Pikes Peak Pebble Pups

Pikes Peak Pebble Pups

Sunday, February 27, 2011

March 2011 Merit Badge Project: Communication

Part of enjoying a hobby is sharing it with others.  They say you don't truly know something until you are able to teach it to another.  Learning to communicate effectively is an important skill.  If you go on to become a geologist or paleontologist, you'll discover the science isn't complete until your findings are written up and shared with colleagues, either in a public address or in a journal articles or a book. You'll find lifelong benefit to learning the basics of effective communication, both within the hobby and beyond.

Activity 1. Oral report.
Give a talk to your club or to your class at school about a trip you took, a project you did, a special rock or fossil you've collected, etc. In preparing your presentation consider the key questions that all reporters ask: "who, what, where, when, how, and why?

Activity 2. Written report or newsletter article.
Write a 250-500 word article for your club newsletter.  Follow the news reporter's questions of who, what, where, when, how, and why.

Activity 3. Bulletin board display.
Prepare a bulletin board display for your annual show, a library, or your school on rocks, fossils, minerals, or the lapidary arts.  Use pictures to convey most of your information, with writing kept to a minimum, mostly in the form of banners and headlines.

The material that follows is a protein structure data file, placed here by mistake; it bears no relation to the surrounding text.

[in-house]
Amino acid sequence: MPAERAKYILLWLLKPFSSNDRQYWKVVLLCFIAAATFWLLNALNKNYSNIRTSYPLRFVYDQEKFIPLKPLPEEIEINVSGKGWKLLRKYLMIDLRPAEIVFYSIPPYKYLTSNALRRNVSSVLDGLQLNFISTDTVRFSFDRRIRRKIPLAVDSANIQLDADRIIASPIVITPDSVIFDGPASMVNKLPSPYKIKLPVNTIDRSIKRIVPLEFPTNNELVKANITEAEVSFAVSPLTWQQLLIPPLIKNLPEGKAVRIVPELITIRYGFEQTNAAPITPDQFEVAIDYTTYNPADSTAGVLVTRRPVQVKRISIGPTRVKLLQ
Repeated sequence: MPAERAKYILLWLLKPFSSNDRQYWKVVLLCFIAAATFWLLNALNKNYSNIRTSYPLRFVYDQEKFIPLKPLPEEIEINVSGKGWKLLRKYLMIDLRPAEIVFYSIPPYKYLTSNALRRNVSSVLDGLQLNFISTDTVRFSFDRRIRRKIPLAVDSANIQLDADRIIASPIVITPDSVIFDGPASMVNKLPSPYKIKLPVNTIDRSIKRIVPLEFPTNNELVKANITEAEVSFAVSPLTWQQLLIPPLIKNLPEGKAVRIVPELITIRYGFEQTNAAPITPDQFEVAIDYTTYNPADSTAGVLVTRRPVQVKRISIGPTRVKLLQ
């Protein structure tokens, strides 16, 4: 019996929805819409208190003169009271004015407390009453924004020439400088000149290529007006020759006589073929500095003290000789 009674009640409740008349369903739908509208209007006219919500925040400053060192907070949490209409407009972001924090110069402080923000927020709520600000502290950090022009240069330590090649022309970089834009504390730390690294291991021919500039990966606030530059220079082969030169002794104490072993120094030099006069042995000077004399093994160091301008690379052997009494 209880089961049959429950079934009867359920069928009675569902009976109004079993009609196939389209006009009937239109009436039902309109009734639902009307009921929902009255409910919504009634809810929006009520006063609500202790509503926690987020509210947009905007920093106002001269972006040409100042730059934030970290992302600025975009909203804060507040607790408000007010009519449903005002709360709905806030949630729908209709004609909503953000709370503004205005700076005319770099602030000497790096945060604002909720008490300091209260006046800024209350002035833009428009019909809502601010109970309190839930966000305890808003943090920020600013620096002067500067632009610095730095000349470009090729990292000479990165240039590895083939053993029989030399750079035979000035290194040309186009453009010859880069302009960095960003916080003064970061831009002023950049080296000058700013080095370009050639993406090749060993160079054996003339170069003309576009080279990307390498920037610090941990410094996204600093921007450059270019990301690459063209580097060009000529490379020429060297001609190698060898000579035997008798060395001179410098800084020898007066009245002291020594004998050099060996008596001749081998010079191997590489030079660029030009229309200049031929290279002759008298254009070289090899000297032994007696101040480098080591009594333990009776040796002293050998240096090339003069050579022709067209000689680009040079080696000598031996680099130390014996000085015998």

Activity 4. Corresponding with experts.
A great way to learn is by corresponding with experts who have made a career out of gemology, paleontology, or geology.  These people are usually very  busy, so you should briefly tell them who you are and what you're interested in. Then ask something very specific you'd like to know about their work.  Share their answers with your fellow club members at your next meeting or on a report for your club newsletter.

Activity 5.Writing a field trip guide.
Write a guide to your favorite collecting locality.  Provide a brief overview of what's to be found; how to get to the site, with written directions and a map; and the tools you'll need to dig for them with.

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Welcome! This is the gateway to adventure and discovery

Through this blog pebble pups and junior members of the Colorado Springs Mineralogical Society can access their lessons, work on assignments and projects, and receive details about field trips in the Pikes Peak Region. This Internet program is also suitable for young people who are interested in Earth science but do not live near a rock club or gem and mineral society or for young people anywhere who want a deeper dive into these topics. The only requirement is that all participants must be members of the Colorado Springs Mineralogical Society and must fill out the CSMS membership form (under important websites) and send their registration and membership fee in. Steven Veatch is the senior instructor and will need an email from you with your name, address, phone number, and permission from your parents to participate in this program.